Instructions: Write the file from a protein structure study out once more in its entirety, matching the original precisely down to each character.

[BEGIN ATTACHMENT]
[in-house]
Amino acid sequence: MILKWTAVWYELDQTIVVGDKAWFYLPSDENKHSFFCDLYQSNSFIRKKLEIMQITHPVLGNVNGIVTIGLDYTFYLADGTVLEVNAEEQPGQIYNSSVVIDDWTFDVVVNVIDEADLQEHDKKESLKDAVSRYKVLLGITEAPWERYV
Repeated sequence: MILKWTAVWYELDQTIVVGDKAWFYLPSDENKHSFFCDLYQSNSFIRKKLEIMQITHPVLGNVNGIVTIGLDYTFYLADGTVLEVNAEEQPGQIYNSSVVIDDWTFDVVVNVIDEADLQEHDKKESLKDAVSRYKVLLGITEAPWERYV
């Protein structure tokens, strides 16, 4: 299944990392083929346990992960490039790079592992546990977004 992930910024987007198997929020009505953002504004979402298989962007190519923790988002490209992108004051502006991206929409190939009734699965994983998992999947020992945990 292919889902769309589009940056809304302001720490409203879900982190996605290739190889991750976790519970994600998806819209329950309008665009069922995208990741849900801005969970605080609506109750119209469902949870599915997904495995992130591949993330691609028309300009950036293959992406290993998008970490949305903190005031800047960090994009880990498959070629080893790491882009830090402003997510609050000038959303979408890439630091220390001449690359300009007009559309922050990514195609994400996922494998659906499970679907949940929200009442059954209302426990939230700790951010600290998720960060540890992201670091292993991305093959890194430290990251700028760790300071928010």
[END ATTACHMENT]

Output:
[in-house]
Amino acid sequence: MILKWTAVWYELDQTIVVGDKAWFYLPSDENKHSFFCDLYQSNSFIRKKLEIMQITHPVLGNVNGIVTIGLDYTFYLADGTVLEVNAEEQPGQIYNSSVVIDDWTFDVVVNVIDEADLQEHDKKESLKDAVSRYKVLLGITEAPWERYV
Repeated sequence: MILKWTAVWYELDQTIVVGDKAWFYLPSDENKHSFFCDLYQSNSFIRKKLEIMQITHPVLGNVNGIVTIGLDYTFYLADGTVLEVNAEEQPGQIYNSSVVIDDWTFDVVVNVIDEADLQEHDKKESLKDAVSRYKVLLGITEAPWERYV
């Protein structure tokens, strides 16, 4: 299944990392083929346990992960490039790079592992546990977004 992930910024987007198997929020009505953002504004979402298989962007190519923790988002490209992108004051502006991206929409190939009734699965994983998992999947020992945990 292919889902769309589009940056809304302001720490409203879900982190996605290739190889991750976790519970994600998806819209329950309008665009069922995208990741849900801005969970605080609506109750119209469902949870599915997904495995992130591949993330691609028309300009950036293959992406290993998008970490949305903190005031800047960090994009880990498959070629080893790491882009830090402003997510609050000038959303979408890439630091220390001449690359300009007009559309922050990514195609994400996922494998659906499970679907949940929200009442059954209302426990939230700790951010600290998720960060540890992201670091292993991305093959890194430290990251700028760790300071928010």